New England Christmas
New England Christmas: pine trees sparkle with lights, Colonial-style homes have candles at the windows, white steeples point at starry skies and taverns offer welcoming log fires. Take a romantic break in a country inn; or spend time in a New England city with first-class theater, concerts, museums and shopping. Locals in each state enjoy the festive season with traditions old and new. Why not join them?
Drive through the rolling Litchfield Hills to the peaceful village of Bethlehem that comes into its own each December. Back in 1938, the postmaster started to rubber-stamp cards and letters with a special Christmas ‘cachet’ or stamp. Today, the post office handles 150,000 items in December — and every year there’s a new design. In East Haddam, Gillette Castle is decked out for the holidays — transformed to reflect the “Nutcracker Suite.” Nearby in Essex, families will want to hop on the North Pole Express on the Essex Steam Train.
Heading along the coast, stop in Norwalk where The Maritime Aquarium hosts the Annual Festival of Lighthouses with an exhibit of 24 beautifully hand-crafted lighthouses, or enjoy Christmas Tea at the Florence Griswold Museum in Old Lyme with dozens of decorated Christmas trees on display.
Just across the border from New Hampshire, Ogunquit celebrates its Annual Christmas by the Sea on two festive weekends with tree decorating, caroling, candlelight walks, concerts, visits with Santa, bonfires and a parade. In Freeport, see a swirl of lights and shop until you fill your bags at the annual Sparkle Weekend. In mid-coast Maine at the Boothbay Opera House view a fabulous gingerbread house display from “Largest” to “Most Delicious” and partake in the town’s Harbor Lights celebration. Special Christmas celebrations are held in towns throughout Maine including Bath, Bethel, Camden, Kennebunkport (where Santa arrives by lobster boat!) and Rockland.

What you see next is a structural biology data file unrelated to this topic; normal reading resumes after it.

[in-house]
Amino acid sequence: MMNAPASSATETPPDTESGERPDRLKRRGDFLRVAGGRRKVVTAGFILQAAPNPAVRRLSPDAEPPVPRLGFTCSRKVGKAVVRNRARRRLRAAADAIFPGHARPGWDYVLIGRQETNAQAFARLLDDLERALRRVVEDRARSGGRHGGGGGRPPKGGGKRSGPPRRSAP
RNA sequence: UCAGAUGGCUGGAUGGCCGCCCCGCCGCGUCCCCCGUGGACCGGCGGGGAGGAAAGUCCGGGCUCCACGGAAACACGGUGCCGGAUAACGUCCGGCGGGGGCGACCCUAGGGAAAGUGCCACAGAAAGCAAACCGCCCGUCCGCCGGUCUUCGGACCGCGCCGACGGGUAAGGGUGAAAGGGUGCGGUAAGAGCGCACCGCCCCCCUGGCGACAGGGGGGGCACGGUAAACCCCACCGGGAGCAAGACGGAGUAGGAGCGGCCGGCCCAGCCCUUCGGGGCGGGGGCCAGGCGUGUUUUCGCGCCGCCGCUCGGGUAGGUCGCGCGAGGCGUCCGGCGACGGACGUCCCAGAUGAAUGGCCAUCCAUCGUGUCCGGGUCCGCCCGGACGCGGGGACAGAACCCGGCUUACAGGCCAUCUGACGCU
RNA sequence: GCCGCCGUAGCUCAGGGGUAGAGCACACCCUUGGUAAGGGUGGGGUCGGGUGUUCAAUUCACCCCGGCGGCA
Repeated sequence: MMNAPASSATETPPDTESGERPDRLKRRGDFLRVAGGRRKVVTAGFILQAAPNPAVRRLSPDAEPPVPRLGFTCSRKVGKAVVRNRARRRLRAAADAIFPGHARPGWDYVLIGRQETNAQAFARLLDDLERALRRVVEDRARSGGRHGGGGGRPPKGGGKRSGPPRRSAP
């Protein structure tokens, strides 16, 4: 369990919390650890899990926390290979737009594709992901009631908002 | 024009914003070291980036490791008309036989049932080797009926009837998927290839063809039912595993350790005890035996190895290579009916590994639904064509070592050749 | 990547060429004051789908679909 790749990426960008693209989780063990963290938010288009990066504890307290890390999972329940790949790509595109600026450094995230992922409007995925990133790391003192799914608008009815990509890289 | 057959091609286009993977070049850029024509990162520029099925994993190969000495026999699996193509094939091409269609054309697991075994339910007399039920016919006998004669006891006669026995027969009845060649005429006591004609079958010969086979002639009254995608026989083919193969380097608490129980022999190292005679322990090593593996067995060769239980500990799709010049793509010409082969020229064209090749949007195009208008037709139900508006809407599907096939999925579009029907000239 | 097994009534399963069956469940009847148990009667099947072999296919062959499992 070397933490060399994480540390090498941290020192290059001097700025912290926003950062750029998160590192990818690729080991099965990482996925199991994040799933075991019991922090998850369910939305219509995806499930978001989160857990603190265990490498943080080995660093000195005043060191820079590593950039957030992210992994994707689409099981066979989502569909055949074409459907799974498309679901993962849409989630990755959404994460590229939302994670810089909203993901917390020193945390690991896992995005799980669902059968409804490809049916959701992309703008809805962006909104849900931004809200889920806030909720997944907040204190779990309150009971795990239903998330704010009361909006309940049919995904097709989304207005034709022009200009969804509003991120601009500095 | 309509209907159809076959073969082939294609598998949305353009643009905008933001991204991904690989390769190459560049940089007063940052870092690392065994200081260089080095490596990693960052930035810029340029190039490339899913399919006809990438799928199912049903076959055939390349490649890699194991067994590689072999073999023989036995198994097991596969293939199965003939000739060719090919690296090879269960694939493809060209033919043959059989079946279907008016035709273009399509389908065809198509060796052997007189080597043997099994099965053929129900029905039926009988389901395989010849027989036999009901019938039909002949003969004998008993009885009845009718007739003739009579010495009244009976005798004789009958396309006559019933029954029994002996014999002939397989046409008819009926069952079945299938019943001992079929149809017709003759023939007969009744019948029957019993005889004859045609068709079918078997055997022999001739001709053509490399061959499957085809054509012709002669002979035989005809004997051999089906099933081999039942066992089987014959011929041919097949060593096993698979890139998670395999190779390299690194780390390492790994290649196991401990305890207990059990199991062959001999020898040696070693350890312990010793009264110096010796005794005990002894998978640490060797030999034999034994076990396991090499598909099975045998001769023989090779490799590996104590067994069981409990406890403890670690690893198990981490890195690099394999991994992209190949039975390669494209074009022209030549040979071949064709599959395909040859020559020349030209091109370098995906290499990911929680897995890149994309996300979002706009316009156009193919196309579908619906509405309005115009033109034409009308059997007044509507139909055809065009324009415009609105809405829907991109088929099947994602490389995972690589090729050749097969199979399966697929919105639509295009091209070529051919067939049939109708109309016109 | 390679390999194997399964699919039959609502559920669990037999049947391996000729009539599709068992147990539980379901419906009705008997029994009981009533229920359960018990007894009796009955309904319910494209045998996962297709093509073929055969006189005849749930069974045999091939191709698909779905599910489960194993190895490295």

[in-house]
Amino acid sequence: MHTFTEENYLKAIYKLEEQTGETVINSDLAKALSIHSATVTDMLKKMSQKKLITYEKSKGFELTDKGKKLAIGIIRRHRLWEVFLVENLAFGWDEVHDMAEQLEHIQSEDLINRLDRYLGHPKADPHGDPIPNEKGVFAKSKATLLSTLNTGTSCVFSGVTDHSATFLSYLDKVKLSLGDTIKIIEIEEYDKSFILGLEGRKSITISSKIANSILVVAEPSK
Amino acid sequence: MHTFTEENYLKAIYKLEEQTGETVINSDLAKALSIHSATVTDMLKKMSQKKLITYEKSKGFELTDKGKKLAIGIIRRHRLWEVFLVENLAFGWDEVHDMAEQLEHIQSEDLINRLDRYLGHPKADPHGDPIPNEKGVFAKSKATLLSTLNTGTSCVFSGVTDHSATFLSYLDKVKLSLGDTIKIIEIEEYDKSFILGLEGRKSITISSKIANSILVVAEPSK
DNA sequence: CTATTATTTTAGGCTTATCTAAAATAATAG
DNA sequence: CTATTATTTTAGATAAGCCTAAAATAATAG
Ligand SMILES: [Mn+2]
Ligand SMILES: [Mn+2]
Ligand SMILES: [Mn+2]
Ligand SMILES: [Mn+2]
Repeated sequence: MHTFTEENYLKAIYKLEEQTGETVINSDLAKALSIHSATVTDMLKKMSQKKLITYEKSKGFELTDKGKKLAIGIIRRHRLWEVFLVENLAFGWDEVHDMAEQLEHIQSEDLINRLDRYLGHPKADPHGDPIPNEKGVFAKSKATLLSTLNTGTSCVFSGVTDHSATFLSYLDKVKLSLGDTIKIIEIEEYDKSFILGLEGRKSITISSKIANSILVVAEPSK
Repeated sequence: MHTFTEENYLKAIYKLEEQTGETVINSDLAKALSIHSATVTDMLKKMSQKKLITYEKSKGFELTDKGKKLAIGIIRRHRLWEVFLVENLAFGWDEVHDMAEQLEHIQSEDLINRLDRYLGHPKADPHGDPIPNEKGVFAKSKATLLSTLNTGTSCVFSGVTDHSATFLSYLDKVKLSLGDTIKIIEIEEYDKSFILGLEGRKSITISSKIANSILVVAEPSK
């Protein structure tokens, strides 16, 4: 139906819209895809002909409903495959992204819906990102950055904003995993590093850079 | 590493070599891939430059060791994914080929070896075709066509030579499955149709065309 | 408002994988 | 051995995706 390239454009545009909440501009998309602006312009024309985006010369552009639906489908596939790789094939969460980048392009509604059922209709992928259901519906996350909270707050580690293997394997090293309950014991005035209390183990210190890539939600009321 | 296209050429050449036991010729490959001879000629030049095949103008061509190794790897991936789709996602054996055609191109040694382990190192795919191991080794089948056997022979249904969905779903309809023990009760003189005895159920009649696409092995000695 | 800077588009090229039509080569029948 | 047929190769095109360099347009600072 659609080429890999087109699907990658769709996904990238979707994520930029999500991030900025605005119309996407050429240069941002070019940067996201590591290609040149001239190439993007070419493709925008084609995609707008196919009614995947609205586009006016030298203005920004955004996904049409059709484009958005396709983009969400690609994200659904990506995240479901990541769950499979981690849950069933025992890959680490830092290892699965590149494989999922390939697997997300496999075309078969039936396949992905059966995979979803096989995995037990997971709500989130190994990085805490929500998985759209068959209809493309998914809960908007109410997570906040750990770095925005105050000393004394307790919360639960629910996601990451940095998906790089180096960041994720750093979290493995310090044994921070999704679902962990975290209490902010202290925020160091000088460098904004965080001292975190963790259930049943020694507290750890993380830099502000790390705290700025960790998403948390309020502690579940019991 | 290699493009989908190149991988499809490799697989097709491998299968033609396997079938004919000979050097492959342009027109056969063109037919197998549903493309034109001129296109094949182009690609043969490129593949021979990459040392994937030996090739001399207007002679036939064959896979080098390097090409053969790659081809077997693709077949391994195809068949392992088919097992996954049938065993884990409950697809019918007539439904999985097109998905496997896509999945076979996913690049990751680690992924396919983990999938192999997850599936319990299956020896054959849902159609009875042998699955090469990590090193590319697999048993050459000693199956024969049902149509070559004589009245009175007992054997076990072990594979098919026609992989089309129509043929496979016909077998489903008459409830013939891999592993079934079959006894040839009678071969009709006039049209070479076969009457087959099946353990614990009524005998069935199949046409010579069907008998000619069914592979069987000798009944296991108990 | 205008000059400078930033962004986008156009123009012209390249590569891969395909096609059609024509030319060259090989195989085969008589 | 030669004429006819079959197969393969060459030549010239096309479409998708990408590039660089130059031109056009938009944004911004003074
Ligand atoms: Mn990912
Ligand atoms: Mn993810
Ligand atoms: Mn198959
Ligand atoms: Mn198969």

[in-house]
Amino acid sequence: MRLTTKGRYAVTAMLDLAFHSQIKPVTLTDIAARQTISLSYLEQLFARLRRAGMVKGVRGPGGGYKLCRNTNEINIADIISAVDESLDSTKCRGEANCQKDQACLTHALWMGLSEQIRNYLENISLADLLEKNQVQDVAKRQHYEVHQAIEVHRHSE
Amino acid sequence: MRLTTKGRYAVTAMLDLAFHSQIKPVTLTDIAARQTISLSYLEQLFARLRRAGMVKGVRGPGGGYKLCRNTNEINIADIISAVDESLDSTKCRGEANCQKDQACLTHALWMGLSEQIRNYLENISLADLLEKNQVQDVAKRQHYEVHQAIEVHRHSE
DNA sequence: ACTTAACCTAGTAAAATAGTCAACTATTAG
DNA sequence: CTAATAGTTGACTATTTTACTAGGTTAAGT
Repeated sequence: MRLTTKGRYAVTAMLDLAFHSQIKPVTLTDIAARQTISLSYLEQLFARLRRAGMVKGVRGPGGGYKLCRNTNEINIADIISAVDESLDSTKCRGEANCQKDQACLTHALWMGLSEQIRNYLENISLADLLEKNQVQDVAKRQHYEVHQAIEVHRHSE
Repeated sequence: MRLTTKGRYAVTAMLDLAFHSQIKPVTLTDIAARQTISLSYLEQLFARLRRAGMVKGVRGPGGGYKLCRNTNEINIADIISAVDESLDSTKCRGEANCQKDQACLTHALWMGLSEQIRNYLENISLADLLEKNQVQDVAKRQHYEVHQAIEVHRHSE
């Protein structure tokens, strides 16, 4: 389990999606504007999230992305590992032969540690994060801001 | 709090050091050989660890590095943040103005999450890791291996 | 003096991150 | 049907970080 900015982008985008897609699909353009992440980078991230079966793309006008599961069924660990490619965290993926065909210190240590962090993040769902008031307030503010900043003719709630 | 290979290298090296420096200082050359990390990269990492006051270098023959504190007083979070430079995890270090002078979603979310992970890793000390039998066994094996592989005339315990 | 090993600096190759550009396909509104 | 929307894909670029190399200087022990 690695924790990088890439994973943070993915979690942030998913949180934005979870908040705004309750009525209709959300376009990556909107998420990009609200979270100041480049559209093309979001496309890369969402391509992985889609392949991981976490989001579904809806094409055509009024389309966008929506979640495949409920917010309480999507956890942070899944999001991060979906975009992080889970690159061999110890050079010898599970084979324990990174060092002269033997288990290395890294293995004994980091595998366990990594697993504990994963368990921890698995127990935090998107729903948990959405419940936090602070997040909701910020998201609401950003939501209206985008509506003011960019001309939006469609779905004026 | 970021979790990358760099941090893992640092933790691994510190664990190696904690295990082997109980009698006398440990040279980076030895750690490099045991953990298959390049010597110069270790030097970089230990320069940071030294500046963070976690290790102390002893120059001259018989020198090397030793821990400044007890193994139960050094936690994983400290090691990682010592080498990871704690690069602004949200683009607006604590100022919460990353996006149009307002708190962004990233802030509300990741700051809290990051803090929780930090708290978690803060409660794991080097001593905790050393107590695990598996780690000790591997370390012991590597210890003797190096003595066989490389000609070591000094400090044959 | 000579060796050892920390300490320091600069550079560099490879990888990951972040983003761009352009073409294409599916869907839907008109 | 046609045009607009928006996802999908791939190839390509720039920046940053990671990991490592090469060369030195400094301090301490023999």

Boston, New England’s gateway city, is full of holiday spirit. Everyone loves skating on the Frog Pond on Boston Common. It’s all so easy, with skate rentals and lessons, a warming area, rest rooms, and hot chocolate! And where better to capture the spirit of a New England Christmas than at Trinity Church on Copley Square. The Rev. Phillips Brooks, author of O Little Town of Bethlehem, was the rector 150 years ago, and that carol still fills the air. Faneuil Hall Marketplace has a special light and sound display featuring the music of the Holiday Pops, played at intervals throughout each evening. See the giant sparkling Christmas tree and holiday lights, visit shops and restaurants.
For a different New England Christmas, head for an island. The highlight of Nantucket Noel, a multi-week celebration, is the Christmas Stroll Weekend: carolers wear period costume, historic homes are open, and Santa and Mrs. Claus arrive on a Coast Guard vessel!
In the Granite State, Santa travels by train — not only aboard the Conway Scenic Railroad’s “Santa Claus Express,” but also the “Ho-Ho-Hobo Santa Express.” The cars are heated, the scenery is magical — and there are presents! As for New Hampshire’s famous villages, none are prettier than Jackson, Intervale, Glen, Bartlett, and Hart’s Location. Together, they celebrate the Christmas season with “Traditionally Yours,” an excuse for all things jolly, from Dickens’ readings and cookie decorating to craft fairs and Jingle Bell Chocolate Tours — by horse-drawn sleigh.